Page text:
Nonprofit Spotlight: Texas Organizing Project

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In August 2021, PennyLoafer donors collectively gave to the Texas Organizing Project (TOP).

The Rundown

  • Years founded: 2009

  • Leadership: Executive Director and Co-Founder, Michelle Tremillo, is a 4th generation Tejano from a low income neighborhood in San Antonio. She attended Stanford University, before returning to her hometown to fight for racial and economic justice.

  • Issue they address: TOP organizes around several issue-based campaigns that impact black and latino Texans, including: voting rights, immigration, education, housing, healthcare, and climate justice.

  • What they do: Advocate for working people of color in Texas

  • How they do it:

    • Direct-action organizing;

    • Grassroots lobbying for equitable policies;

    • Electoral organizing to increase voter participation; and,

    • Leadership development trainings in Black and Latino neighborhoods.

Why they were chosen

TOP has built a strong coalition (285,000+ members and supporters) and works on a local, grassroots level to center and amplify the voices of Black and Latino communities. They focus on systemic changes and have a track-record of success from increasing voter turnout to achieving major policy shifts.

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In case you missed it

In June, Biden signed an executive order to Advance Diversity, Equity, Inclusion, and Accessibility in the Federal Government.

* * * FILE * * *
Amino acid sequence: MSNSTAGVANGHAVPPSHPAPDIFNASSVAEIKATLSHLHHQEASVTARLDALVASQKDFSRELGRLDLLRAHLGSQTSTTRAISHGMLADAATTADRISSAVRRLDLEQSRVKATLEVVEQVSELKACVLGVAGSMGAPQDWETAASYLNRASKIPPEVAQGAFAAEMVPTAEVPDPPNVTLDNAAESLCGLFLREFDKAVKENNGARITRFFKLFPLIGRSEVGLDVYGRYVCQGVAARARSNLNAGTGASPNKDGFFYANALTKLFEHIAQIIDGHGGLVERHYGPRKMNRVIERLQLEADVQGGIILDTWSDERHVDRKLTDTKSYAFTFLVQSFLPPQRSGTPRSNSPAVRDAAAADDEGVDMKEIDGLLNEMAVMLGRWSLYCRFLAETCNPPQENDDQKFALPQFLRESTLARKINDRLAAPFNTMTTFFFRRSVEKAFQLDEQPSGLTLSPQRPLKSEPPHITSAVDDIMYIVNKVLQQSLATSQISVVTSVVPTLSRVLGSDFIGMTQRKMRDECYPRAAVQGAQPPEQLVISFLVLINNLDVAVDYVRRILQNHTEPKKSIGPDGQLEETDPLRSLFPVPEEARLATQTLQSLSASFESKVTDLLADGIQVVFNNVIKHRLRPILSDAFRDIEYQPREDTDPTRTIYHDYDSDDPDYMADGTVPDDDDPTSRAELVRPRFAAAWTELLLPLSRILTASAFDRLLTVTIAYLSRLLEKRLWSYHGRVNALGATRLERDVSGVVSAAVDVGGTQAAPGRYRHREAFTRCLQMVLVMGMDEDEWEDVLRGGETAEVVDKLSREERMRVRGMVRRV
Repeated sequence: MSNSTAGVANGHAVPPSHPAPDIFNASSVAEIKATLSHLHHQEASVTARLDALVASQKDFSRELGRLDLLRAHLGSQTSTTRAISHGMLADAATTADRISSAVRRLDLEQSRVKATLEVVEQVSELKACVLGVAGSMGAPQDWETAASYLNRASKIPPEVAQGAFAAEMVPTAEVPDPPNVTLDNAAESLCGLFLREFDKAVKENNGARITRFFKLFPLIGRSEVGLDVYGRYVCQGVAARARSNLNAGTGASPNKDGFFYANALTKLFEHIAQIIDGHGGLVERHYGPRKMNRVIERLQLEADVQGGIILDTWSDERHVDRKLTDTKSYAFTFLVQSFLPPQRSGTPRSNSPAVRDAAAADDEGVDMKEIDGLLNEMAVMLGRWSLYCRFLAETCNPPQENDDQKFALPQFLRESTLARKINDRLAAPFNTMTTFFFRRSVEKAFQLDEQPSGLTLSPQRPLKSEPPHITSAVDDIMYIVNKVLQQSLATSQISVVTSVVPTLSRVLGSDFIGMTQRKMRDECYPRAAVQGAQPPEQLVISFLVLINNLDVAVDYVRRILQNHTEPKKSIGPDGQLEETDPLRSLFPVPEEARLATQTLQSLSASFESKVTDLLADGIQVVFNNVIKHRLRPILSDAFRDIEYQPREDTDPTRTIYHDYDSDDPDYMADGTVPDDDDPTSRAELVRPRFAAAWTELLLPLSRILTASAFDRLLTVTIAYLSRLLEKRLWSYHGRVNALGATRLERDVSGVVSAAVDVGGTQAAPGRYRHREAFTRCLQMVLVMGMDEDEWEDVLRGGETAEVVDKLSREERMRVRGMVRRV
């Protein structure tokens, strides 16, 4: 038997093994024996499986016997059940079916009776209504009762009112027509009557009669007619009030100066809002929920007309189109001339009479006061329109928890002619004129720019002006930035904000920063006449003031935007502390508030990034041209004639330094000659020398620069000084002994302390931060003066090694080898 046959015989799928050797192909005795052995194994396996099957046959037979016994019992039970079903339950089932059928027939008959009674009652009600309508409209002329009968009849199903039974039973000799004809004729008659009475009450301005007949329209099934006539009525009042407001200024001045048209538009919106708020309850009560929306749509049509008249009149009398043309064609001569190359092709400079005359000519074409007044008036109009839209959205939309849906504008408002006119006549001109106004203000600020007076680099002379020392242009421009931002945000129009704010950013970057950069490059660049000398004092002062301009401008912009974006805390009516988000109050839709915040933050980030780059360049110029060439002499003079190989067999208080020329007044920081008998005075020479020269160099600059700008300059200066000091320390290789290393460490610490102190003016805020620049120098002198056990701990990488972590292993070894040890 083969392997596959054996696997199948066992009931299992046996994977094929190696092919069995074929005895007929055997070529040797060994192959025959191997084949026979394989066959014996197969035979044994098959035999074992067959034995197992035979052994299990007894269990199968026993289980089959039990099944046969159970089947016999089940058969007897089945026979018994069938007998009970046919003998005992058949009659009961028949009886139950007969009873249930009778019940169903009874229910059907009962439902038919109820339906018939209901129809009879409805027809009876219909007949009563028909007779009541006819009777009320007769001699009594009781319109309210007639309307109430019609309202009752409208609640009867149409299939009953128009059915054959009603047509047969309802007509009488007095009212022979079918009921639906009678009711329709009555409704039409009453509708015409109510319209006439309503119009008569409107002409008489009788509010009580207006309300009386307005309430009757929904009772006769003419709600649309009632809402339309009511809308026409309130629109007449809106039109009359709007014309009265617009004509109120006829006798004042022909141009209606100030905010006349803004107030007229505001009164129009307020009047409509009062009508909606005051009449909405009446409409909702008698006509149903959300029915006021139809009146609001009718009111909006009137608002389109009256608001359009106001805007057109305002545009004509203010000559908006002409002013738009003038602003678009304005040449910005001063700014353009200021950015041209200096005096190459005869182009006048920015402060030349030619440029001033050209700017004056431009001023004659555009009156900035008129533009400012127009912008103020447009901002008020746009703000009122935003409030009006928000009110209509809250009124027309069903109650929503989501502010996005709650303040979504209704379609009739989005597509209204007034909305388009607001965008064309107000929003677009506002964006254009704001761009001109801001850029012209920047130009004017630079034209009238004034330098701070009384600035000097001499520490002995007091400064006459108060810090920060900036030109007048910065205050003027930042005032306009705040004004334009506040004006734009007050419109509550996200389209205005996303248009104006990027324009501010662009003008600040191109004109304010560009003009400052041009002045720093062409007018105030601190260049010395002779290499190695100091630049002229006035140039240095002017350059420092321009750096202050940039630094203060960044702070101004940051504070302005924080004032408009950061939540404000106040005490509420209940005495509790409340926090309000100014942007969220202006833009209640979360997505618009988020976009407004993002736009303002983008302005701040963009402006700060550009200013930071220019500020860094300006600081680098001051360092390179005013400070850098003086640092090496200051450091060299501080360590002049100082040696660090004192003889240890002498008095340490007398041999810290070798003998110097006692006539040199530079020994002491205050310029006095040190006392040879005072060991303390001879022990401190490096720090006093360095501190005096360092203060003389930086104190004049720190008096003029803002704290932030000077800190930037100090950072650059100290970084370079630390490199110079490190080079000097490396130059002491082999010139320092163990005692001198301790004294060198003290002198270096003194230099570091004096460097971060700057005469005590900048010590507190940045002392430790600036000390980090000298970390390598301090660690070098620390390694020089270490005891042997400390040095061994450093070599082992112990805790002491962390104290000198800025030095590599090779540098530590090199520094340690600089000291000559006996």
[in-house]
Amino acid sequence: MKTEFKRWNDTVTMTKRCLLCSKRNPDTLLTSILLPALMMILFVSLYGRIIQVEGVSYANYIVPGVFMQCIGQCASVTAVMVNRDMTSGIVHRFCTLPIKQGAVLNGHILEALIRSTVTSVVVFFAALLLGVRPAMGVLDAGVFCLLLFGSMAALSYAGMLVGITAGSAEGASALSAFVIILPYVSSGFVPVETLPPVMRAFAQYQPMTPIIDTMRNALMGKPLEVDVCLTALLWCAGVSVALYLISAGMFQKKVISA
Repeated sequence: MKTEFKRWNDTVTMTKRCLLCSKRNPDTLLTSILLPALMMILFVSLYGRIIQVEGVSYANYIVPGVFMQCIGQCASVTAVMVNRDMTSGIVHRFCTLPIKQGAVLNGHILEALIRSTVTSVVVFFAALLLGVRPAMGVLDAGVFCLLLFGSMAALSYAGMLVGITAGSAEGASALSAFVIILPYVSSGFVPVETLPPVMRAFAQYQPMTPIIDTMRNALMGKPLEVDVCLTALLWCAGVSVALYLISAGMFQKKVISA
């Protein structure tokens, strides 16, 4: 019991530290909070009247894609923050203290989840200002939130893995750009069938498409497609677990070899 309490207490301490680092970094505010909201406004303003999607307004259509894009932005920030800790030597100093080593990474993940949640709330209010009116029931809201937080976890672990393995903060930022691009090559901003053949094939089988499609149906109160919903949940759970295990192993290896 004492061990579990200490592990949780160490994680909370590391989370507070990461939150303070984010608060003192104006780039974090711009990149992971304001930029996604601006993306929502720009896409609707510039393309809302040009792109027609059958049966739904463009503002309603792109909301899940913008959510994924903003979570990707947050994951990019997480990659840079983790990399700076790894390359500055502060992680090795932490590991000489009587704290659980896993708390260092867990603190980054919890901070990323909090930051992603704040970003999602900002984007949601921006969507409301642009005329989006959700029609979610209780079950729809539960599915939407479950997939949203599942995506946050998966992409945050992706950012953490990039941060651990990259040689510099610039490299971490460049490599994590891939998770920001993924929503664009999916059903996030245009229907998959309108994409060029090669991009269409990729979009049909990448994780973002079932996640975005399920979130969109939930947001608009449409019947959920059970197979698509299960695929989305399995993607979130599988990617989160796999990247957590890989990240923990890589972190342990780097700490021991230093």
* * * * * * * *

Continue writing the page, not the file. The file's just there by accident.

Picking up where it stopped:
What about representation at the highest levels of government?

It trends towards progress. It’s been widely reported that the 117th Congress is the most racially and ethnically diverse in history. And President Biden boasts the most diverse cabinet ever.

But gaps certainly remain. One report from Pew Research looked at the “upward, but uneven trajectory of Black political leadership in America”. Some findings:

  • Congress: 1965 vs. 2021
    • 5 vs. 57 Black members of the House of Representatives
    • 0 vs. 3 Black U.S. Senators
    • 0 vs. 0 Black Governors
  • In total, only 11 Black Americans have ever served in the Senate, and until 2013, no two Black senators had served at the same time.
  • There have been no Black governors since Deval Patrick (MA) retired in 2015, and there have only been four in U.S. history.

If you enjoyed this and want to get involved, you can support the Racial Justice cause on PennyLoafer, starting with as little as $5/month. Each month, you’ll support and learn about a different nonprofit creating a more equitable world.